Principal Shelly Hammond waved to her students below as she set up a tent in preparation of spending the night on the roof of Ferry Elementary School and Voyager School in Grand Haven.
Hammond’s unique place to stay the night was an incentive for students to reach their jog-a-thon fundraising goal of $6,000, which they surpassed by more than $1,000. The funds will benefit the PTO efforts to support the school. Hammond said the incentive added a level of excitement in the building.
While students concluded their recess, Hammond, her son Luka and physical education teacher Mike Barnett set up the tent with a cot and items to hold the tent to the roof because they couldn’t put stakes down.
Hammond planned to have dinner on the roof Tuesday night and spend the evening chatting with families who visited her, catching up with emails and work, and watching a movie. Some of her children were expected to join her for part of the evening.
When students arrived at school this morning, Hammond was planning to greet them from her roof perch.
Despite a chance for rain, Hammond said she planned to remain on the roof unless it turned into a thunderstorm. The tent was equipped with a cot, mattress and space heater.
“I have no plans on coming in,” she said Tuesday. “It will be cozy in there.”
“It’s crazy,” student Lolah King said of her principal spending the night on the roof.
S.T.E.M. teacher Ian Overway’s family was actively involved in raising funds to help meet the incentive. He and his son created a GoFundMe page and updated people with videos of the amount raised. The Overways raised more than $700 with friends and family in Chicago and Ireland. Overway said the excitement with the fundraising and incentive will help engage students in fundraisers for years to come.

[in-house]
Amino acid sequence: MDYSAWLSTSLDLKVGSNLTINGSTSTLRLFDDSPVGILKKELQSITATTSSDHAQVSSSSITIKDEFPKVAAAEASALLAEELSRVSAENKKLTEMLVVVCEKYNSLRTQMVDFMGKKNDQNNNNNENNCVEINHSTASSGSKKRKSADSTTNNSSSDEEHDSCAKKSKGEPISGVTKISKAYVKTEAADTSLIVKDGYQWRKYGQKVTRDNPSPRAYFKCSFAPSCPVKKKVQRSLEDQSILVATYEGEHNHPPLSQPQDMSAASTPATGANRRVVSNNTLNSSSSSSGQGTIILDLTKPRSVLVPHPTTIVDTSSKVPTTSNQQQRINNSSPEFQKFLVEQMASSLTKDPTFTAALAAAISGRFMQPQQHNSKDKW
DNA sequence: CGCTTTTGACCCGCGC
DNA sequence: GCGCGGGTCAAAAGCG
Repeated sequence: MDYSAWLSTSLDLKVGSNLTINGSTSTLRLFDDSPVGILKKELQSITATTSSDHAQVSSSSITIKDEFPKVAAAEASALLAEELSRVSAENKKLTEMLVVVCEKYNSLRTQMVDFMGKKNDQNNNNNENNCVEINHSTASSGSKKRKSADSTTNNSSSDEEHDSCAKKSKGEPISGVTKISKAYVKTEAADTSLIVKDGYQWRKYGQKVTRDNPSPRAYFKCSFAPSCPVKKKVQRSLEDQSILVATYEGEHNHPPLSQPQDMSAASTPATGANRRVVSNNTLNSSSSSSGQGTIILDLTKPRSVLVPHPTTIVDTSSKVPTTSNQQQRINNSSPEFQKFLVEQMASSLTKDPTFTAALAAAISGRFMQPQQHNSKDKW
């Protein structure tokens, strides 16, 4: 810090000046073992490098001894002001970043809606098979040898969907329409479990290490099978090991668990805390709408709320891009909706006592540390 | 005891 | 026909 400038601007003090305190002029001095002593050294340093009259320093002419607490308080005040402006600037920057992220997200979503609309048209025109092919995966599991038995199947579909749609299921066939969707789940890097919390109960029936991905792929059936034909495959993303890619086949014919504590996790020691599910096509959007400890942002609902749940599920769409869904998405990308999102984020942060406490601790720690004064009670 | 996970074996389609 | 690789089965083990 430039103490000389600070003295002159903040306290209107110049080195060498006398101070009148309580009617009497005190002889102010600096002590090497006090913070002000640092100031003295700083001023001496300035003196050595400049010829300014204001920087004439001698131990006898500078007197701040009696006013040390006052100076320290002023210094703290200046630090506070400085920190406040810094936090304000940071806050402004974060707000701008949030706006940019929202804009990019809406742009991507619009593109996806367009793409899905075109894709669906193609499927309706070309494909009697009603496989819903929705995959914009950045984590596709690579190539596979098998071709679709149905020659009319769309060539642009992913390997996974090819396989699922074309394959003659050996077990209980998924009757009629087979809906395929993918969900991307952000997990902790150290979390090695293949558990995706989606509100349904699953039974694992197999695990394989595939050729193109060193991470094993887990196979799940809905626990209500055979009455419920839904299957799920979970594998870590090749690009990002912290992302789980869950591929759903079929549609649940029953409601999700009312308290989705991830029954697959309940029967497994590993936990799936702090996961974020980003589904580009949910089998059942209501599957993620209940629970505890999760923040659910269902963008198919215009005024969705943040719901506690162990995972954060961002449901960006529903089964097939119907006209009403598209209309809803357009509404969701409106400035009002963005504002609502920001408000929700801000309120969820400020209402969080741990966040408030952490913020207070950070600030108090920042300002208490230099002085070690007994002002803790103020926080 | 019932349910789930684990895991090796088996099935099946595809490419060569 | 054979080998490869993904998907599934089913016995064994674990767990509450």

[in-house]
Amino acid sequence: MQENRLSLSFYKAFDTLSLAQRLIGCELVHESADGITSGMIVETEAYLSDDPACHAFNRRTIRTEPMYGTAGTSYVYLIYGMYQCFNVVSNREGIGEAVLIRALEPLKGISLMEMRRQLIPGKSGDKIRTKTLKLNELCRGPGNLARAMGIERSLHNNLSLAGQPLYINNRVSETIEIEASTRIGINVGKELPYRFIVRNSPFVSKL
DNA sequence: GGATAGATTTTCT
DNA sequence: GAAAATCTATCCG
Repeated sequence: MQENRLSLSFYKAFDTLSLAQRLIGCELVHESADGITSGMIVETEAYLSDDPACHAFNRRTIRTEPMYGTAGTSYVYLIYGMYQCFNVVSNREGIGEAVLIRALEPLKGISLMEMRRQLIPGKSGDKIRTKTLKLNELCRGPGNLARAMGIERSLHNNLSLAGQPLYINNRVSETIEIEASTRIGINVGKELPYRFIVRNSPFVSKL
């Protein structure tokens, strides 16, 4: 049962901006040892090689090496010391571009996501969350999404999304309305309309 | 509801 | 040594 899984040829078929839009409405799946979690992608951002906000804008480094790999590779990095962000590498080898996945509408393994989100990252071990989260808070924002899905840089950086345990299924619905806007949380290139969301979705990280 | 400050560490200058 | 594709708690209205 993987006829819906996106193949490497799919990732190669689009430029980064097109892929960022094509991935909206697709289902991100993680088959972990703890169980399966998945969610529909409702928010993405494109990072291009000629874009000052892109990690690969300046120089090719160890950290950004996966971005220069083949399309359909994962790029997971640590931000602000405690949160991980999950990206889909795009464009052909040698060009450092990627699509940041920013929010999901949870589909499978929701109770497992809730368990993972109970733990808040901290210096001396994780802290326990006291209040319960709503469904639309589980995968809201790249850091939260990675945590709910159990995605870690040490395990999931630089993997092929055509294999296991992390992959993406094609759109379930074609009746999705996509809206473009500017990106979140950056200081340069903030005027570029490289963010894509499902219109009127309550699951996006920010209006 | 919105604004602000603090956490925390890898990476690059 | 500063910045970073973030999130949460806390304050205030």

Depending on the roof’s integrity, Overway expressed interest in getting more staff members involved in the incentive to stay a night up there.
“We might need to continue to meet their excitement, but if we can continue to meet that, I think we will see a rise in our goals,” he said.
On Thursday, Hammond plans to dye her hair blue after Sara Cooke’s second-grade class saved enough tickets to earn the incentive. Previously, classes have opted for popcorn and a movie or pajama days, Hammond said. Students earn the tickets for their positive actions through the school’s positive behavior intervention program, which is aimed at building relationships and culture.
By dying her hair and spending the night on the roof, Hammond said she hopes students look back and remember.
“It’s a way to build those positive school connections that some kids just don’t have,” she said. “This is one way to help them build those positive interactions with school.”